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Small Sips #13: Industrial Agriculture

Last week we introduced the concept of agroecology, an approach to farming that strengthens local food systems and cultivates resilient communities through ecological farming practices that improve the health of soil, water, air, and seed, while increasing biodiversity and mitigating climate change. Agroecology stands in stark contrast to large-scale industrial agriculture.

Industrial agriculture refers to the growing of plants and raising of animals at large scales for the purpose of maximizing food production and profit. To achieve these goals, farms rely on mechanization and synthetic chemical inputs to boost productivity. Mechanization and synthetic inputs make it possible for one farm to harvest hundreds of acres of crops or raise thousands of animals, reaping the benefits of economies of scale. Because of their large size, these industrial farms typically supply national and global commercial brands that market highly processed packaged foods, rather than providing fresh food products locally. While industrial agriculture does produce incredible volumes of calories and generates staggering profits for agribusiness corporations, it comes with many serious consequences for animal, human, and planetary well-being.1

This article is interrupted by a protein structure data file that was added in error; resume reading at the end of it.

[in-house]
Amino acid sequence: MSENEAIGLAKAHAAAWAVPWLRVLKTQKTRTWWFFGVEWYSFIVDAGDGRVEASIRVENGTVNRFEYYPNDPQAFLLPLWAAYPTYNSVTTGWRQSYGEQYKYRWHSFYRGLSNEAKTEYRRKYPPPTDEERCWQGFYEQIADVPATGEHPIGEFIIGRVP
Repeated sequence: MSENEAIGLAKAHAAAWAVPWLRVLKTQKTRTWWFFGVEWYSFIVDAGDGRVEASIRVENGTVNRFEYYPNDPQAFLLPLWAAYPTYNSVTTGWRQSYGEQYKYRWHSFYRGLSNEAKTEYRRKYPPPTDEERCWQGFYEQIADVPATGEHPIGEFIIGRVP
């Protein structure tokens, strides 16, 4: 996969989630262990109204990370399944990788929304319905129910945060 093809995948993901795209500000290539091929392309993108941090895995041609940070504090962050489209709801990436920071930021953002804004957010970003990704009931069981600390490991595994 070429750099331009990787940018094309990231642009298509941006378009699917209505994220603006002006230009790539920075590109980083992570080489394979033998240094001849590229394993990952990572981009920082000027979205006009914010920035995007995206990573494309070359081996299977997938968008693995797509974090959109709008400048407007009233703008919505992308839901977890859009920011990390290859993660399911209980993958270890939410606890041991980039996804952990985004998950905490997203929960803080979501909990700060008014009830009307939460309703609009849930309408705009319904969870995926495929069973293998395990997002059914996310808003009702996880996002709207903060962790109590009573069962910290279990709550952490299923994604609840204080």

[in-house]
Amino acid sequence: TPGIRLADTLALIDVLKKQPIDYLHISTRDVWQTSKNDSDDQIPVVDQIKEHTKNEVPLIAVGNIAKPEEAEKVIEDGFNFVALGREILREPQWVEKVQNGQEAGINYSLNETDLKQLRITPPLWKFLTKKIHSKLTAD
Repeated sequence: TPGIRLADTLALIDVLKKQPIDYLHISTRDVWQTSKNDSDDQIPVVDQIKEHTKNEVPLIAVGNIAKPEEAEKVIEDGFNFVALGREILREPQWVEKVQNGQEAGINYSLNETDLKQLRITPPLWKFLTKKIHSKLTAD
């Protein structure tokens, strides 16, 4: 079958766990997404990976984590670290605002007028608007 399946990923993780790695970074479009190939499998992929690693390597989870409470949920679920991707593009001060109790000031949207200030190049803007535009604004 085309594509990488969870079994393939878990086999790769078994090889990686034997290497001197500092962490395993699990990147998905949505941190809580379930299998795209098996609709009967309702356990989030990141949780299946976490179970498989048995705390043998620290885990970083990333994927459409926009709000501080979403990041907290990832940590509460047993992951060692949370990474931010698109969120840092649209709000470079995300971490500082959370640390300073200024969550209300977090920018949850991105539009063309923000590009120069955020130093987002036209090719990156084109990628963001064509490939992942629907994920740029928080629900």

This week we encourage you to take a closer look at the impacts the current industrial food system is having on communities, the planet, and our health. We point you to two excellent resources, one to watch, one to read.

Dig Deeper...

  • The World Needs LESS Food -- Spend 15 eye-opening minutes with Canadian small-scale organic farmer Brent Preston in this TEDx talk from 2017. Brent reflects on his own experiences as a small-scale organic vegetable farmer surrounded by large industrial farms and what he has learned about how we feed the world.


[This is the thirteenth installment in GRAN’s Small Sips series on The Right to Food.]



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